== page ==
Academic Psychiatry

, Volume 28, Issue 3, pp 183–189

Hidden Ethical Dilemmas in Psychiatric Residency Training: The Psychiatry Resident as Dual Agent

Special Feature Article Special Feature

DOI: 10.1176/appi.ap.28.3.183

Cite this article as:
Hoop, J.G. Acad Psychiatry (2004) 28: 183. doi:10.1176/appi.ap.28.3.183


In addition to learning about confidentiality, civil commitment, informed consent, and other ethical issues, psychiatry residents must deal with less visible ethical dilemmas that arise from the training process itself. Residents grapple with three inherent conflicting duties between their dual roles as physician and learner, as physician and supervisee, and as physician and employee of a training institution. These conflicts must be negotiated at a time of high stress, when residents are plagued with self-doubt, fear, fatigue, and other vulnerabilities that can lead good doctors to make ethically dubious decisions. While such conflicts and stressors are common to residency training in most specialties, they may be heightened in psychiatric residency. This paper proposes a model for understanding covert elements of ethical decision making during psychiatric residency and recommends strategies training programs can use to help residents navigate an ethical minefield.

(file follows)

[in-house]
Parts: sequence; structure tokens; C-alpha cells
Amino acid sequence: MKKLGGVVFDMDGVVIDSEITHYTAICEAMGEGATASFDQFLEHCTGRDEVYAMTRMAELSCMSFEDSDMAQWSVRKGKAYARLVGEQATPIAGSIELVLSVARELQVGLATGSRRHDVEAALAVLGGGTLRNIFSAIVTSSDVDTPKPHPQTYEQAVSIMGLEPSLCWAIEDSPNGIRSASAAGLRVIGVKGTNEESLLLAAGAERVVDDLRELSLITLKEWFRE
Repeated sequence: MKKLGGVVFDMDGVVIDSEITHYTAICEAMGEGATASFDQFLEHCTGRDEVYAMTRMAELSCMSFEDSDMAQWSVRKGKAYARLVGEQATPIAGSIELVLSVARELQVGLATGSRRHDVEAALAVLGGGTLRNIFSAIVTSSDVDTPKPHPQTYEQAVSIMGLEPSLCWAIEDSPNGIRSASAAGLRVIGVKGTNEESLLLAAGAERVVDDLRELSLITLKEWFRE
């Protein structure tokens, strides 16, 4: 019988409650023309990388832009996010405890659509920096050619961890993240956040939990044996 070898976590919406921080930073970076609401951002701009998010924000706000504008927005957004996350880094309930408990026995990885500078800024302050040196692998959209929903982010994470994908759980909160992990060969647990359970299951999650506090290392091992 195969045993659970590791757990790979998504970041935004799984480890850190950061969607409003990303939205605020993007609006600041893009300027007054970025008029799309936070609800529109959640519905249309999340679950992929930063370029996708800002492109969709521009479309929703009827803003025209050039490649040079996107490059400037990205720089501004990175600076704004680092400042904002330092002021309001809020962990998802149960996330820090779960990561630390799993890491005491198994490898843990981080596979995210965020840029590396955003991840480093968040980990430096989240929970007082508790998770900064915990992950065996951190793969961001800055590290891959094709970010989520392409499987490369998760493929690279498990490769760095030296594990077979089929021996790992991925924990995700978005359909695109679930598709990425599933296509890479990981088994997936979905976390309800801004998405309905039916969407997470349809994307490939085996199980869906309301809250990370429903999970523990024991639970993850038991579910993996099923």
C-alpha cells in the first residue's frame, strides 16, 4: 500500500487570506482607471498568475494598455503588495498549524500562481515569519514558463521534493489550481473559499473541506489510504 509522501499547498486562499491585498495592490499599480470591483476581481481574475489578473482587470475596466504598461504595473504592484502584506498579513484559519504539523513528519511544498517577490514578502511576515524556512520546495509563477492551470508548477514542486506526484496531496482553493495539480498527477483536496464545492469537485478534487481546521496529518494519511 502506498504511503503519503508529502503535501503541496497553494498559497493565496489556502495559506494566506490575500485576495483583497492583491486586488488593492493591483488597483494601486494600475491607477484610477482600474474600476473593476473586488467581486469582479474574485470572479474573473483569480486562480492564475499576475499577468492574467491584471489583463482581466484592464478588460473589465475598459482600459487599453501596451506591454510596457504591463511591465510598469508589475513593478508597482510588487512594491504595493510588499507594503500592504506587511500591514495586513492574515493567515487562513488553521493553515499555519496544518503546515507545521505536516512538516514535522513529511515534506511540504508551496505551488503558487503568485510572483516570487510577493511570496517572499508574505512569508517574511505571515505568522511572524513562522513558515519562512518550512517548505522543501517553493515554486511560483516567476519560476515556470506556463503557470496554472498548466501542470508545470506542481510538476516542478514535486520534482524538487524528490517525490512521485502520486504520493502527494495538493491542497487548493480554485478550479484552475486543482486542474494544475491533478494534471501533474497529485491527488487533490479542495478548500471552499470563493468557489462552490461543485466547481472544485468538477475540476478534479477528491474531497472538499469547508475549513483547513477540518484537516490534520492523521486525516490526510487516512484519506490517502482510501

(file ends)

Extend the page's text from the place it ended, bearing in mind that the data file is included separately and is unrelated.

Copyright information

© Academic Psychiatry 2004

Authors and Affiliations

  1. 1.Department of Psychiatry and the MacLean Center for Clinical EthicsUniversity of ChicagoChicagoUSA
  2. 2.Department of PsychiatryUniversity of ChicagoChicagoUSA

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